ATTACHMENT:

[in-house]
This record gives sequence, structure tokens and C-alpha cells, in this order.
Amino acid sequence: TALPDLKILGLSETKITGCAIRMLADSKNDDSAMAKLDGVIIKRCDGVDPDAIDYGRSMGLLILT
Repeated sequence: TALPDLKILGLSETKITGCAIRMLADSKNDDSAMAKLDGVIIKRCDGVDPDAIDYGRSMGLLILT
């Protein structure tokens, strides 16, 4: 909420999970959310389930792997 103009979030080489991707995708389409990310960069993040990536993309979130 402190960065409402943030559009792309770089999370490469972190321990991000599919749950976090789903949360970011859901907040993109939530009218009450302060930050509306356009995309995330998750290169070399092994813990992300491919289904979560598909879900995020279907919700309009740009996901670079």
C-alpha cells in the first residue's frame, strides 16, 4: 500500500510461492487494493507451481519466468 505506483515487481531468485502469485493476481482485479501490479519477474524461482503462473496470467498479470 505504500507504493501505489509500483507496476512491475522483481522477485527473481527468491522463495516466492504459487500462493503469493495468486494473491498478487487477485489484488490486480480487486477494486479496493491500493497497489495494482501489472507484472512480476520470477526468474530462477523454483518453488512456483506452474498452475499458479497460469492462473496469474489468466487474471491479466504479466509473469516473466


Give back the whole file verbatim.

[in-house]
This record gives sequence, structure tokens and C-alpha cells, in this order.
Amino acid sequence: TALPDLKILGLSETKITGCAIRMLADSKNDDSAMAKLDGVIIKRCDGVDPDAIDYGRSMGLLILT
Repeated sequence: TALPDLKILGLSETKITGCAIRMLADSKNDDSAMAKLDGVIIKRCDGVDPDAIDYGRSMGLLILT
């Protein structure tokens, strides 16, 4: 909420999970959310389930792997 103009979030080489991707995708389409990310960069993040990536993309979130 402190960065409402943030559009792309770089999370490469972190321990991000599919749950976090789903949360970011859901907040993109939530009218009450302060930050509306356009995309995330998750290169070399092994813990992300491919289904979560598909879900995020279907919700309009740009996901670079």
C-alpha cells in the first residue's frame, strides 16, 4: 500500500510461492487494493507451481519466468 505506483515487481531468485502469485493476481482485479501490479519477474524461482503462473496470467498479470 505504500507504493501505489509500483507496476512491475522483481522477485527473481527468491522463495516466492504459487500462493503469493495468486494473491498478487487477485489484488490486480480487486477494486479496493491500493497497489495494482501489472507484472512480476520470477526468474530462477523454483518453488512456483506452474498452475499458479497460469492462473496469474489468466487474471491479466504479466509473469516473466